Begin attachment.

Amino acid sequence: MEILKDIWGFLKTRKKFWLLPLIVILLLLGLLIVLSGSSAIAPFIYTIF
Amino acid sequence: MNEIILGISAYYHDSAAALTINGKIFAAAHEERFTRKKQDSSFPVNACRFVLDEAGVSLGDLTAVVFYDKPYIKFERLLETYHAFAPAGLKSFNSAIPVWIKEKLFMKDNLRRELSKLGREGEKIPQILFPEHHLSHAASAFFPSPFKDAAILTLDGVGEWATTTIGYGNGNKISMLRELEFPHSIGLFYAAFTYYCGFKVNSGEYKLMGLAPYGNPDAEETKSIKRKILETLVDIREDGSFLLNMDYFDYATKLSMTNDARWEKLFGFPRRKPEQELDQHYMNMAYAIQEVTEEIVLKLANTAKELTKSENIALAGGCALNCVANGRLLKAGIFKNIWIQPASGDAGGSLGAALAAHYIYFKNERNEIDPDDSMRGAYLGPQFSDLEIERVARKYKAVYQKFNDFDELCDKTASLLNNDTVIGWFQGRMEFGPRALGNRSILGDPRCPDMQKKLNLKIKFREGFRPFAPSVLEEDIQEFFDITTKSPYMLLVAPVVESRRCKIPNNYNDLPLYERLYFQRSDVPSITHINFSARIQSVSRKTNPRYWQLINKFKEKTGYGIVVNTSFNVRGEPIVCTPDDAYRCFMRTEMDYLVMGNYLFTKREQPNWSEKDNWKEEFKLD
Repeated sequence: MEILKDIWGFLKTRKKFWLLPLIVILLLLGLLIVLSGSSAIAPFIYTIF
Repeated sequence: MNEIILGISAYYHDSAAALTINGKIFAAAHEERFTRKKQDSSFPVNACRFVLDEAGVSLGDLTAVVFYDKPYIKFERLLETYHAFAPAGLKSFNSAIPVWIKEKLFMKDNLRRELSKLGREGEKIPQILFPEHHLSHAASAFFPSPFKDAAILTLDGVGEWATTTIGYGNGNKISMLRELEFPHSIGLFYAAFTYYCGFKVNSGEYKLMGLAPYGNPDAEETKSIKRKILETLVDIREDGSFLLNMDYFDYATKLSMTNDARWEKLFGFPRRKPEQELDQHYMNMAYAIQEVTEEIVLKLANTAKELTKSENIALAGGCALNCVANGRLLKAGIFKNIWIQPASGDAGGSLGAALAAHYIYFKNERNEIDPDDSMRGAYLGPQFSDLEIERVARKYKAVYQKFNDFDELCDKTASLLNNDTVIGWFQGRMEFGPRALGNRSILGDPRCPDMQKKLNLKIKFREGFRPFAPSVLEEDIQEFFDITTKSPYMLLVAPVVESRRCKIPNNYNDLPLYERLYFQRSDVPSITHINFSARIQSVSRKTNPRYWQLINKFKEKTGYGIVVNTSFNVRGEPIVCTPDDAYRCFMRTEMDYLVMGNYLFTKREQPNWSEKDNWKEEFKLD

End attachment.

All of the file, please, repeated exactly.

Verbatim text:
Amino acid sequence: MEILKDIWGFLKTRKKFWLLPLIVILLLLGLLIVLSGSSAIAPFIYTIF
Amino acid sequence: MNEIILGISAYYHDSAAALTINGKIFAAAHEERFTRKKQDSSFPVNACRFVLDEAGVSLGDLTAVVFYDKPYIKFERLLETYHAFAPAGLKSFNSAIPVWIKEKLFMKDNLRRELSKLGREGEKIPQILFPEHHLSHAASAFFPSPFKDAAILTLDGVGEWATTTIGYGNGNKISMLRELEFPHSIGLFYAAFTYYCGFKVNSGEYKLMGLAPYGNPDAEETKSIKRKILETLVDIREDGSFLLNMDYFDYATKLSMTNDARWEKLFGFPRRKPEQELDQHYMNMAYAIQEVTEEIVLKLANTAKELTKSENIALAGGCALNCVANGRLLKAGIFKNIWIQPASGDAGGSLGAALAAHYIYFKNERNEIDPDDSMRGAYLGPQFSDLEIERVARKYKAVYQKFNDFDELCDKTASLLNNDTVIGWFQGRMEFGPRALGNRSILGDPRCPDMQKKLNLKIKFREGFRPFAPSVLEEDIQEFFDITTKSPYMLLVAPVVESRRCKIPNNYNDLPLYERLYFQRSDVPSITHINFSARIQSVSRKTNPRYWQLINKFKEKTGYGIVVNTSFNVRGEPIVCTPDDAYRCFMRTEMDYLVMGNYLFTKREQPNWSEKDNWKEEFKLD
Repeated sequence: MEILKDIWGFLKTRKKFWLLPLIVILLLLGLLIVLSGSSAIAPFIYTIF
Repeated sequence: MNEIILGISAYYHDSAAALTINGKIFAAAHEERFTRKKQDSSFPVNACRFVLDEAGVSLGDLTAVVFYDKPYIKFERLLETYHAFAPAGLKSFNSAIPVWIKEKLFMKDNLRRELSKLGREGEKIPQILFPEHHLSHAASAFFPSPFKDAAILTLDGVGEWATTTIGYGNGNKISMLRELEFPHSIGLFYAAFTYYCGFKVNSGEYKLMGLAPYGNPDAEETKSIKRKILETLVDIREDGSFLLNMDYFDYATKLSMTNDARWEKLFGFPRRKPEQELDQHYMNMAYAIQEVTEEIVLKLANTAKELTKSENIALAGGCALNCVANGRLLKAGIFKNIWIQPASGDAGGSLGAALAAHYIYFKNERNEIDPDDSMRGAYLGPQFSDLEIERVARKYKAVYQKFNDFDELCDKTASLLNNDTVIGWFQGRMEFGPRALGNRSILGDPRCPDMQKKLNLKIKFREGFRPFAPSVLEEDIQEFFDITTKSPYMLLVAPVVESRRCKIPNNYNDLPLYERLYFQRSDVPSITHINFSARIQSVSRKTNPRYWQLINKFKEKTGYGIVVNTSFNVRGEPIVCTPDDAYRCFMRTEMDYLVMGNYLFTKREQPNWSEKDNWKEEFKLD